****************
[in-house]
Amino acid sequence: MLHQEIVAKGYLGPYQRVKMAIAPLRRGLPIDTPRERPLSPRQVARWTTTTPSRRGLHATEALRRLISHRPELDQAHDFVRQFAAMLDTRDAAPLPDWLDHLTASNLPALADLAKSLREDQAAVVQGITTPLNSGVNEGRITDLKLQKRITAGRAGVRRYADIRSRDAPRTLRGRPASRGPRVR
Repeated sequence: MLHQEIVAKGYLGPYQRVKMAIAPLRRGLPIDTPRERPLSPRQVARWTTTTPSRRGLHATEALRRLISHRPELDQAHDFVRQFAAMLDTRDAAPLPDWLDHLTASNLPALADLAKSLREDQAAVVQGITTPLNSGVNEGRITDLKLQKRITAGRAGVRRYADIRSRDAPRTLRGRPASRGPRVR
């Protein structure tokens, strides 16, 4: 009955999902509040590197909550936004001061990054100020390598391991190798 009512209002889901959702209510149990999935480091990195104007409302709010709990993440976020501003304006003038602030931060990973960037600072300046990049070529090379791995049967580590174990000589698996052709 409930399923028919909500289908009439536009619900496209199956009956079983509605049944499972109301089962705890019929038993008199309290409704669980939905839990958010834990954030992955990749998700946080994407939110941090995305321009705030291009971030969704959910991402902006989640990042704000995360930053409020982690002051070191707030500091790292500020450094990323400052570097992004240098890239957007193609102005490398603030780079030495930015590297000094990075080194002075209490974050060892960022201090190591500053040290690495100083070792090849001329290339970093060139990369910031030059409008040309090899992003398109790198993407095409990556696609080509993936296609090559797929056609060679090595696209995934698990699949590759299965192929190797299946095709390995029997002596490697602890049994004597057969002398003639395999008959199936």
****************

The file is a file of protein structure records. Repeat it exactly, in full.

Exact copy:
[in-house]
Amino acid sequence: MLHQEIVAKGYLGPYQRVKMAIAPLRRGLPIDTPRERPLSPRQVARWTTTTPSRRGLHATEALRRLISHRPELDQAHDFVRQFAAMLDTRDAAPLPDWLDHLTASNLPALADLAKSLREDQAAVVQGITTPLNSGVNEGRITDLKLQKRITAGRAGVRRYADIRSRDAPRTLRGRPASRGPRVR
Repeated sequence: MLHQEIVAKGYLGPYQRVKMAIAPLRRGLPIDTPRERPLSPRQVARWTTTTPSRRGLHATEALRRLISHRPELDQAHDFVRQFAAMLDTRDAAPLPDWLDHLTASNLPALADLAKSLREDQAAVVQGITTPLNSGVNEGRITDLKLQKRITAGRAGVRRYADIRSRDAPRTLRGRPASRGPRVR
């Protein structure tokens, strides 16, 4: 009955999902509040590197909550936004001061990054100020390598391991190798 009512209002889901959702209510149990999935480091990195104007409302709010709990993440976020501003304006003038602030931060990973960037600072300046990049070529090379791995049967580590174990000589698996052709 409930399923028919909500289908009439536009619900496209199956009956079983509605049944499972109301089962705890019929038993008199309290409704669980939905839990958010834990954030992955990749998700946080994407939110941090995305321009705030291009971030969704959910991402902006989640990042704000995360930053409020982690002051070191707030500091790292500020450094990323400052570097992004240098890239957007193609102005490398603030780079030495930015590297000094990075080194002075209490974050060892960022201090190591500053040290690495100083070792090849001329290339970093060139990369910031030059409008040309090899992003398109790198993407095409990556696609080509993936296609090559797929056609060679090595696209995934698990699949590759299965192929190797299946095709390995029997002596490697602890049994004597057969002398003639395999008959199936």